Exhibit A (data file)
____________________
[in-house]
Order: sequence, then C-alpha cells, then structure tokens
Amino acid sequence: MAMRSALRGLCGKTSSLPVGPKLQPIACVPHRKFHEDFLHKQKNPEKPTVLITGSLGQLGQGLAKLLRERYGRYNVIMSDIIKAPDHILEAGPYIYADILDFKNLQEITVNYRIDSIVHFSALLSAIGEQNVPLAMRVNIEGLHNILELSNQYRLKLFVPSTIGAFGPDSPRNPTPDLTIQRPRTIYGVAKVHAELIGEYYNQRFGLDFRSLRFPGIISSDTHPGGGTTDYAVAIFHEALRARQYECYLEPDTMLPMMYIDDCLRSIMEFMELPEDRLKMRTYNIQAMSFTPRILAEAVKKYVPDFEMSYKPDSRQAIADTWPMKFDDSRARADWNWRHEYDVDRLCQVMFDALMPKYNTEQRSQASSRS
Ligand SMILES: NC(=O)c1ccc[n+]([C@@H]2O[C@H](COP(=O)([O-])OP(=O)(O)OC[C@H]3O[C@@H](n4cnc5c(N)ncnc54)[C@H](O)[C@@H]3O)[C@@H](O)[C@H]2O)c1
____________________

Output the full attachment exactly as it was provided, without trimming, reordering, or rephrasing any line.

[in-house]
Order: sequence, then C-alpha cells, then structure tokens
Amino acid sequence: MAMRSALRGLCGKTSSLPVGPKLQPIACVPHRKFHEDFLHKQKNPEKPTVLITGSLGQLGQGLAKLLRERYGRYNVIMSDIIKAPDHILEAGPYIYADILDFKNLQEITVNYRIDSIVHFSALLSAIGEQNVPLAMRVNIEGLHNILELSNQYRLKLFVPSTIGAFGPDSPRNPTPDLTIQRPRTIYGVAKVHAELIGEYYNQRFGLDFRSLRFPGIISSDTHPGGGTTDYAVAIFHEALRARQYECYLEPDTMLPMMYIDDCLRSIMEFMELPEDRLKMRTYNIQAMSFTPRILAEAVKKYVPDFEMSYKPDSRQAIADTWPMKFDDSRARADWNWRHEYDVDRLCQVMFDALMPKYNTEQRSQASSRS
Ligand SMILES: NC(=O)c1ccc[n+]([C@@H]2O[C@H](COP(=O)([O-])OP(=O)(O)OC[C@H]3O[C@@H](n4cnc5c(N)ncnc54)[C@H](O)[C@@H]3O)[C@@H](O)[C@H]2O)c1